- The United Kingdom’s Technology Strategy Board said last week it would recharge alternative-vehicle technologies with £23 million (about $35.4 million) of government investment for 16 projects (see Green Vehicles Rev Up with $80M). Including investments from the companies involved, the projects – developed under the Low Carbon Vehicles Innovation Programme – will be equipped with £52 million (about $80.1 million), according to the announcement.
- The U.S. Department of Energy said last week it would put up $7.5 million in federal funding for research and development aimed at improving the cost and viability of generating energy from moving water such as ocean waves and tidal currents.
- Only a few months after pulling out of the FutureGen project, a low-emission coal-fired power plant expected to cost at least $1.5 billion, the U.S. Department of Energy showed it was ready to support carbon-sequestration technologies again. The federal agency announced Tuesday that it would spend $126.6 million on two projects aimed at capturing the carbon dioxide emitted when coal is turned into energy (see DOE to Spend $126M to Put CO2 Underground)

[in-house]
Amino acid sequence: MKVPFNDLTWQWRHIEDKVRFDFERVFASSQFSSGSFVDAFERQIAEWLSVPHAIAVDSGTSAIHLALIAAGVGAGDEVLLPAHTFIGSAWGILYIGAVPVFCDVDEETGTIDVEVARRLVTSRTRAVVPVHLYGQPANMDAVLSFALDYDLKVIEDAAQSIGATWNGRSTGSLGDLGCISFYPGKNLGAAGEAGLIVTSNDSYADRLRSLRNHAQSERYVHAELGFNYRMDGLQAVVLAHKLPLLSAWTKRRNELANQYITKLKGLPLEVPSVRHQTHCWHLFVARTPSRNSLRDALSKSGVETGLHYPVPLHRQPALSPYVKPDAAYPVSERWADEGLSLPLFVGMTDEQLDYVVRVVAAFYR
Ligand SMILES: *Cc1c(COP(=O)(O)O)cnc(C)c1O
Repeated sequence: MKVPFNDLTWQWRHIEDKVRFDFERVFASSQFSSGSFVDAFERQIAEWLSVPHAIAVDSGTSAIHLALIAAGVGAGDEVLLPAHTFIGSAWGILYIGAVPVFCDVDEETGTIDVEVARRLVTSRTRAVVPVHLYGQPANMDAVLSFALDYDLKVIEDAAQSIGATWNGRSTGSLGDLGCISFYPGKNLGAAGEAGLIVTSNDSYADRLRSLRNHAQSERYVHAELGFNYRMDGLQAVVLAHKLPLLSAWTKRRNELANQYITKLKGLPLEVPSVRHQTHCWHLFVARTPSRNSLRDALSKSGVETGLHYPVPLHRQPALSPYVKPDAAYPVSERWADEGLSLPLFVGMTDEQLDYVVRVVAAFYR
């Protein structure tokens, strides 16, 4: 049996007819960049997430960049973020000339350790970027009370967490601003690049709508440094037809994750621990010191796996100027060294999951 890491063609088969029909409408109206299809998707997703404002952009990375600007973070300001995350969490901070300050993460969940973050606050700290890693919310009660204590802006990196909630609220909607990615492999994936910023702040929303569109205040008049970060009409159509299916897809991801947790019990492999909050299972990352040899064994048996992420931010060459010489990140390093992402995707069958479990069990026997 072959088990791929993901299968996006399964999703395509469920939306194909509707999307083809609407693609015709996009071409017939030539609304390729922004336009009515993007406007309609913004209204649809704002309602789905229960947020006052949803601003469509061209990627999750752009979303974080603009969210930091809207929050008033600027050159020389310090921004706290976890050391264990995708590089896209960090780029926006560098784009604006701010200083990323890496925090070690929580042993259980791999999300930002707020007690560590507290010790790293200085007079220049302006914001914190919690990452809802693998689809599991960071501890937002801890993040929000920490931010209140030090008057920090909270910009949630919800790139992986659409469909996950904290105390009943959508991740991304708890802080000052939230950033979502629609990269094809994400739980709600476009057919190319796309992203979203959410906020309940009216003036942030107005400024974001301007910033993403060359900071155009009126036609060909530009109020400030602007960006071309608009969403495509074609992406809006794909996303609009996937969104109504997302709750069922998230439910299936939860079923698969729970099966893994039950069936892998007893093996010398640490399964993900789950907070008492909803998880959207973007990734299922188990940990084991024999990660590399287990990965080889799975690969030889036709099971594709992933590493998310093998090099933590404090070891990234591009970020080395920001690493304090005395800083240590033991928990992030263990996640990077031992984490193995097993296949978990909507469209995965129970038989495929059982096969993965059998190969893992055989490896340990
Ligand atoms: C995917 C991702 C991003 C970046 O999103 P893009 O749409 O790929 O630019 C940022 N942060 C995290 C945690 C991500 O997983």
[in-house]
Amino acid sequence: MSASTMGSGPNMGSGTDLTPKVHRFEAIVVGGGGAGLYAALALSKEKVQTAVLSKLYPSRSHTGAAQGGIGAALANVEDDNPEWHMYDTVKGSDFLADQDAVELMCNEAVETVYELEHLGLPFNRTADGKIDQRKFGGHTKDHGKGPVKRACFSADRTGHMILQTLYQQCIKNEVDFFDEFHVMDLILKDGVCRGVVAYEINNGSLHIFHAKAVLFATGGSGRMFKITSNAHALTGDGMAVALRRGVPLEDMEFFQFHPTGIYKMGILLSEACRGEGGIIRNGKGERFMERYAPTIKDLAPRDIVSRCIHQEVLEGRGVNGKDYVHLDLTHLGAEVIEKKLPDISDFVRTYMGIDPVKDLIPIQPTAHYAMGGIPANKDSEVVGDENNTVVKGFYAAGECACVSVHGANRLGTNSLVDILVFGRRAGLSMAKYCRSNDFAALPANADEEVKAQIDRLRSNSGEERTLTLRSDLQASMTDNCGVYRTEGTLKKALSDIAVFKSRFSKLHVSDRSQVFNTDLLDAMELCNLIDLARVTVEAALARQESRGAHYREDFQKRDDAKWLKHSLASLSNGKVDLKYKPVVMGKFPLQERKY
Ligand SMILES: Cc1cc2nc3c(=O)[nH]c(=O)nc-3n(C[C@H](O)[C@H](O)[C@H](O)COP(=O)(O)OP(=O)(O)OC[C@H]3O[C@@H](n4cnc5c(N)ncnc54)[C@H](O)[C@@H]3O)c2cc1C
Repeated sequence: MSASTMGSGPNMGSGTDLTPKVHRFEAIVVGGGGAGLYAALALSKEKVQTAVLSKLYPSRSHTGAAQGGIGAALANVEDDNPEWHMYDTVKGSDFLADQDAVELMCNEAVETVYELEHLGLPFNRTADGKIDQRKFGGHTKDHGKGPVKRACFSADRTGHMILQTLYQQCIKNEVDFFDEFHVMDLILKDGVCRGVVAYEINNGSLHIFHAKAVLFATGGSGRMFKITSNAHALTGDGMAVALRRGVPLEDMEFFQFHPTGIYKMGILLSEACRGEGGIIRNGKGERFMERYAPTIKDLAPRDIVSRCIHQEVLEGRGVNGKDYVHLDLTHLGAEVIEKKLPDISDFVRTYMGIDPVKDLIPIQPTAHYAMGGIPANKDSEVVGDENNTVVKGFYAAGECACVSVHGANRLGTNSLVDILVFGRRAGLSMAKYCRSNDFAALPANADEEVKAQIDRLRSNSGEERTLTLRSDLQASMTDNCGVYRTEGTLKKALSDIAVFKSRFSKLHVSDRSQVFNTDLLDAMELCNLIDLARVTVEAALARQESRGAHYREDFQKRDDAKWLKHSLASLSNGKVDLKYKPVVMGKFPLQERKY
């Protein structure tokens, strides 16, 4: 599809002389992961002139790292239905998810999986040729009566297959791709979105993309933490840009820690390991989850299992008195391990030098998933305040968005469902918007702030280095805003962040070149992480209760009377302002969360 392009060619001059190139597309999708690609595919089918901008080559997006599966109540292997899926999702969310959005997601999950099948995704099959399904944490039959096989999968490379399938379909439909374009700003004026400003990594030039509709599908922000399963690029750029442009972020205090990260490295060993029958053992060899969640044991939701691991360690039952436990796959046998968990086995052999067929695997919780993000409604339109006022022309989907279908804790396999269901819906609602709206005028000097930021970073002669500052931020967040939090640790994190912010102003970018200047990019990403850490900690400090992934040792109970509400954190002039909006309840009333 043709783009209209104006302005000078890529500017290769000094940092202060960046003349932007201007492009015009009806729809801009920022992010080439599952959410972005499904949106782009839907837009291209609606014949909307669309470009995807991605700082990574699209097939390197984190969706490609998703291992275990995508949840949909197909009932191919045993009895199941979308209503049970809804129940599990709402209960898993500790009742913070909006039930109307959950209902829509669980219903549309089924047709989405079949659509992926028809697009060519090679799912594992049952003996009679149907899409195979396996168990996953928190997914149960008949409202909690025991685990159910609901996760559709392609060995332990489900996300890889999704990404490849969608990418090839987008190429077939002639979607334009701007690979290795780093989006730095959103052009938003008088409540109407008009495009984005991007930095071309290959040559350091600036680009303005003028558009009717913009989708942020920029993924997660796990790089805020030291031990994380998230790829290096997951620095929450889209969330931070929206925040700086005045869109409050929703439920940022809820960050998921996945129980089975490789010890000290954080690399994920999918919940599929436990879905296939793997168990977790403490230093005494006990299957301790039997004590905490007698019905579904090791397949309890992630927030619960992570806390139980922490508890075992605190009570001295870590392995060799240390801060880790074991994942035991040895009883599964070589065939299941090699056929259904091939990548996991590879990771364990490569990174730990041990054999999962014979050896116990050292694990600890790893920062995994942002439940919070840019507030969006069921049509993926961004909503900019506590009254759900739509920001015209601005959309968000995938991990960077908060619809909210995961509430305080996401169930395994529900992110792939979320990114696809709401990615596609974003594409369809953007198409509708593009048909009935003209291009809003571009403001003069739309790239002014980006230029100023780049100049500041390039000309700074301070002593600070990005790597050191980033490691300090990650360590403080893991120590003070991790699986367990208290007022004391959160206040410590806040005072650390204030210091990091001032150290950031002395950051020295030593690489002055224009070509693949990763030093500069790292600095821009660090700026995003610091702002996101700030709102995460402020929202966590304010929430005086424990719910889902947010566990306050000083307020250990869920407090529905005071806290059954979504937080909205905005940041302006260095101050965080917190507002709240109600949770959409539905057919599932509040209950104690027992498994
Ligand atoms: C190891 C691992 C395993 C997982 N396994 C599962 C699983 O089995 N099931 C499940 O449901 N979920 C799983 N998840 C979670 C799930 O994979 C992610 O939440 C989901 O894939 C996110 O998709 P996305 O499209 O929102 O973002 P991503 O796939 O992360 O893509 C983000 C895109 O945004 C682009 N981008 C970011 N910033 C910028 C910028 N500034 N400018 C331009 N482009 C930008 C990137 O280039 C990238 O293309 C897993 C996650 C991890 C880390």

- The Asian Development Bank said last week it was creating the Climate Change Fund to support projects and research in Asia and the Pacific that are focused on curbing global warming. The Asian Development bank will provide an initial $40 million to the fund. Further contributions will be accepted from countries, organizations, foundations, the private sector and others. The news comes on the heels of an April announcement when the bank said it would spend up to $100 million to seed five private-equity funds focused on clean energy in Asia (see Funding Roundup: Solar-Thermal Heats Up Despite Cool VC Climate)
- Lightspeed Venture Partners said Monday it had closed an $800 million fund. It's the venture-capital firm's eighth fund. Lightspeed claims it has over $2 billion in total capital. In the last 18 months, the firm has made a total of seven investments in the cleantech space. In the spirit of full disclosure, Greentech Media was one of the companies that scored the funding. Lightspeed's latest fund will be used to back companies working in a variety of industries, including greentech and information technology in the United States and abroad.